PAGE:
Medicinal Plant Profile: Wintergreen

By Britt Brown LMT

If you’re like me you might be surprised to find that, despite its delicious minty smell, wintergreen (Gaultheria procumbens) isn’t a member of the mint family and looks nothing like a mint plant at all! In fact, wintergreen is a low lying perennial evergreen shrub, consisting of small erect branches that sport leathery oval shaped leaves, and beautiful white flowers that bloom in the Spring and give way to bright red berries in the Fall. The plant itself, leaves and berries, all carry that fresh and familiar wintergreen scent – and that scent is everywhere! It’s in our toothpastes, chewing gums, lotions, and more – but why are we so obsessed with it?

As it turns out wintergreen isn’t only a quick cure for stank breath, it’s also great at helping to reduce muscle spasms and pain as well. This is because the biochemical responsible for the minty smell of wintergreen, methyl salicylate, has been shown to have similar medicinal benefits to aspirin (acetylsalicylic acid). Methyl salicylate – the primary active ingredient in the wintergreen plant is an analgesic, anodyne, antiseptic, antispasmodic, aromatic, astringent, carminative, diuretic, and emmenagogue. What all of that means is that wintergreen is pretty darn good at helping to reduce aches, pains and minor digestive issues. So if you’re into brewing up your own teas and topicals, you might consider adding wintergreen essential oil or dried leaves to your next blend for a fresh boost to your recipe! 

The use of wintergreen as a supplement can come with some side effects however, and it can interfere with the efficacy of some medications, so it’s important to speak with your healthcare professional before adding it to your self-care routine. Before using any topical products your body is unfamiliar with, be sure to perform a “spot test” by applying a small amount of product to a 1in x 1in square on the inside of your non-dominant forearm. Wait 24hrs to see if a reaction occurs, if no reaction is present the product is likely safe to use. If a severe allergic reaction occurs, be sure to contact your healthcare provider right away, or otherwise seek medical attention. For most minor reactions washing with a gentle soap and cold water helps to relieve symptoms.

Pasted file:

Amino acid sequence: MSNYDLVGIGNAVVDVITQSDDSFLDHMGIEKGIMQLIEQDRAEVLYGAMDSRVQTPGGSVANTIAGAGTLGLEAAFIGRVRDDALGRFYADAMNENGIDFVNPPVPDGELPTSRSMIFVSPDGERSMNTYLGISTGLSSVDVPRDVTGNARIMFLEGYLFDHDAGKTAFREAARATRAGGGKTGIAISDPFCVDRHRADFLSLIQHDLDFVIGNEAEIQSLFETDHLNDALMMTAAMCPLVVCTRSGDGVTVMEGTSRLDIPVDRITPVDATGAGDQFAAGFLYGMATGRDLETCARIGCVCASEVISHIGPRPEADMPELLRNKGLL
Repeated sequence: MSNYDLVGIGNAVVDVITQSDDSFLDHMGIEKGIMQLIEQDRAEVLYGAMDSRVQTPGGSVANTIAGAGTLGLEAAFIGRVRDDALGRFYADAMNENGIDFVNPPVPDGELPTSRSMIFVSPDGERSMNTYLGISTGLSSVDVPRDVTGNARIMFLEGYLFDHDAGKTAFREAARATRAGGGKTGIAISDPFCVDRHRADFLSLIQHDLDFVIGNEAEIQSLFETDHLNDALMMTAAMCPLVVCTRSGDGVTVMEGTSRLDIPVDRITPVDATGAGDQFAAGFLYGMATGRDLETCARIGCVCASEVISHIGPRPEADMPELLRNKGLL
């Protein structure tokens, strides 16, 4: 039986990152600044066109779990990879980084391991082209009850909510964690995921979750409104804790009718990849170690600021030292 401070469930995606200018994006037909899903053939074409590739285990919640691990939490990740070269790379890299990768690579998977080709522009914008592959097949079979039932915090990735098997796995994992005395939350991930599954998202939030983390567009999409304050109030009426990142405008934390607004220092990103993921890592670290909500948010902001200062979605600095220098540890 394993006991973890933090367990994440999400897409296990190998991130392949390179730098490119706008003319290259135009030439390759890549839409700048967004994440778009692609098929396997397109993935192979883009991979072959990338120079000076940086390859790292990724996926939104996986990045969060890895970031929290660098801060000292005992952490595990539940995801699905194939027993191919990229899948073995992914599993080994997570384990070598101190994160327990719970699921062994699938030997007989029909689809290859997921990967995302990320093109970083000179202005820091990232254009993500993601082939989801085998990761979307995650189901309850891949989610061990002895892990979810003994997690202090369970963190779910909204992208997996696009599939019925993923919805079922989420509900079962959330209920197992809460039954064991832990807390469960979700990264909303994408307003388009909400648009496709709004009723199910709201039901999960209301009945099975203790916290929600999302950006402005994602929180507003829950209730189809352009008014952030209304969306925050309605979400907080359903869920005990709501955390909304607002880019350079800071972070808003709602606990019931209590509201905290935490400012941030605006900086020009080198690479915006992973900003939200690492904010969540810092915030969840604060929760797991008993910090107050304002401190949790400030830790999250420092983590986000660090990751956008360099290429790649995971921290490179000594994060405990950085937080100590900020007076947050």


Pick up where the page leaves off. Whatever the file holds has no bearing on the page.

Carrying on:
Purchase Wintergreen and other amazing herbs and spices from our friends Mountain Rose Herbs!

Cited Sources:

  1. American Botanical Council, “Wintergreen”, Healthy Ingredients. (2021).
    WEB. 12 November, 2021.
  1. Encyclopedia Britannica, “Wintergreen plant”, n. (1998). WEB. 1 November, 2021.
  2., “Wintergreen”, Medicinal Herbal Info. Copyright
    1996-2021. WEB. 2 November, 2021.
  1. Patricia R. Hebert, PhD,1 E. Joan Barice, MD,1,,2 and Charles H. Hennekens, MD, DrPH,
    “Treatment of Low Back Pain: The Potential Clinical and Public Health Benefits of
    Topical Herbal Remedies”, Journal of Alternative and Complementary Medicine.
    (2014). WEB. 2 November, 2021.
  1., “Gaultheria procumbens – L.”, Plants for a Future. Copyright 2010-2021
    WEB. 12 November, 2021.
  2. Purdue University, “Wintergreen”, Aromatic and Medicinal Plants Index. (1997). WEB.
    12 November, 2021.

Published by Well-Go tiny spa

Hey there! My name is Britt, I've been working in the lovely state of Oregon as a Licensed Massage Therapist since 2008, and I want to share my knowledge and experience with you! Follow my blog to find awesome self-care tips and learn how you can bring spa-level luxe into your daily routine. Do you have questions about massage therapy, self-care, or about how to book Well-Go tiny spa services for your next event? Be sure to write me an email or leave a comment!

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